While dining out Sunday evening on the island, a woman collapsed in cardiac arrest. As a registered nurse with 20-plus years of ER experience, I responded.
The Galveston Project for the Education of Homeless Children and Youth, called Discovery Club, is a program that provides services to children that do not have a fixed, permanent residence.
Drop the name American Civil Liberties Union into a conversation in certain circles, and there’s a good chance you’ll be answered with some eye-rolling and mutterings about strident liberals and the erosion of all that made this country great.
Generally speaking, babies are born with the number of brain cells they will have for life. However, at birth the cells are isolated due to limited connections within the same brain area as well as connections to other parts of the brain.
It is time we change our thinking on Alzheimer’s disease. Too often Alzheimer’s is treated as an aging issue, but similar to other diseases, Alzheimer’s has a broad impact on communities.
Last Monday, President Trump invited members of the Navajo nation to commemorate their military service as “code talkers” during World War II. The men were instrumental in maintaining secure communications against Japanese forces.
The much-anticipated consultant’s report recommending ways Galveston might make the Broadway corridor look better seems to have raised more questions about that long-running effort than it answered.
Little Sister Danica’s only wish was for a new pair of flip-flops. She has been wearing the same pair since late August, when floodwaters from Hurricane Harvey washed away every other pair of shoes that she, her two sisters and mother owned.
In 1976, at the age of 28, Kapax swam the length of the Magdalena River, a distance of over 1,000 miles. It took him about five weeks to do this. The Magdalena is a tributary of the Amazon River and Kapax, whose real name is Alberto Lesmes Rojas, was ahead of his time.
League City leaders are right to be actively planning how they wish to see the community grow in the coming years. Not doing so would risk not only the quality of life for the more than 100,000 current residents, but the future of the city and surrounding communities in Galveston County.
If the Galveston City Council votes Dec. 14 to give away the rights of way on Porretto Beach, then The Daily News is wrong — that will have been the relevant question, and it will be too late to do anything about it.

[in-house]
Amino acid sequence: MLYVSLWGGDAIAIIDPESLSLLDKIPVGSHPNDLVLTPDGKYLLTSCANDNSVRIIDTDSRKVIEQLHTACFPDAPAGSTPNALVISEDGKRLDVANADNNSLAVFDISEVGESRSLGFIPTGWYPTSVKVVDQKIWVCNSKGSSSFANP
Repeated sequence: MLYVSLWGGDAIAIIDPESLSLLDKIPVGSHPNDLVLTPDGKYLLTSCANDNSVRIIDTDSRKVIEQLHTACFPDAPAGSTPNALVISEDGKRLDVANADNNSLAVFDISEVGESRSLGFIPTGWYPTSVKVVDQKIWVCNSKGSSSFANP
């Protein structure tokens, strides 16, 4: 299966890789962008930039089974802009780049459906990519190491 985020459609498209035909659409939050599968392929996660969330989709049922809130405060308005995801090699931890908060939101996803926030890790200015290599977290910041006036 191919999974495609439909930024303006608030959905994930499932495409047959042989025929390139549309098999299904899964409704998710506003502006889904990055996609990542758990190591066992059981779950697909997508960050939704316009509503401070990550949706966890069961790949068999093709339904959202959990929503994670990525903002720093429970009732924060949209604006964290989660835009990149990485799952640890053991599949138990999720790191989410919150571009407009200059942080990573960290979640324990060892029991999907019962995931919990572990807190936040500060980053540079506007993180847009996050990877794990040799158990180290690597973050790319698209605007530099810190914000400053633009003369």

A number of years ago, Galvestonians voted against any high-rise developments on the beach side of the seawall. It seems, with the Poretto situation, that some of our city council members do not know nor remember this.
Dickinson drowns and Julie Masters decorates. I find it interesting the Dickinson families and businesses struggle to regain some degree of normalcy as they try to rebuild. Some reduced to sleeping in their truck as the city won't permit a temporary pole to provide power to their FEMA trailer.
Galveston’s Wharves Board of Trustees voted 5-2 Monday to conduct a sociopolitical experiment into whether an important but somewhat detached public institution can become better integrated through a change of venue.
The free market is the propensity of someone — an individual, a tribe, a corporation — to willingly trade something he has — labor, rhubarbs, intellectual property — for something he prefers. As understood by economists, the free market has rules. Economists do not consider kiboshing someone…
The big storm debris is gone, but the small stuff still remains along the Dickinson roadways and ditches. Heavily devastated by Hurricane Harvey, remnants of loss continue to litter the community, a constant reminder of the havoc left behind by unprecedented flooding.
Regarding the article ("Galveston gets $875K to hire police, with one string," The Daily News, Nov. 22): Does The Daily News editorial board have what it takes to report their stance on the "one string" portion in the headline and article?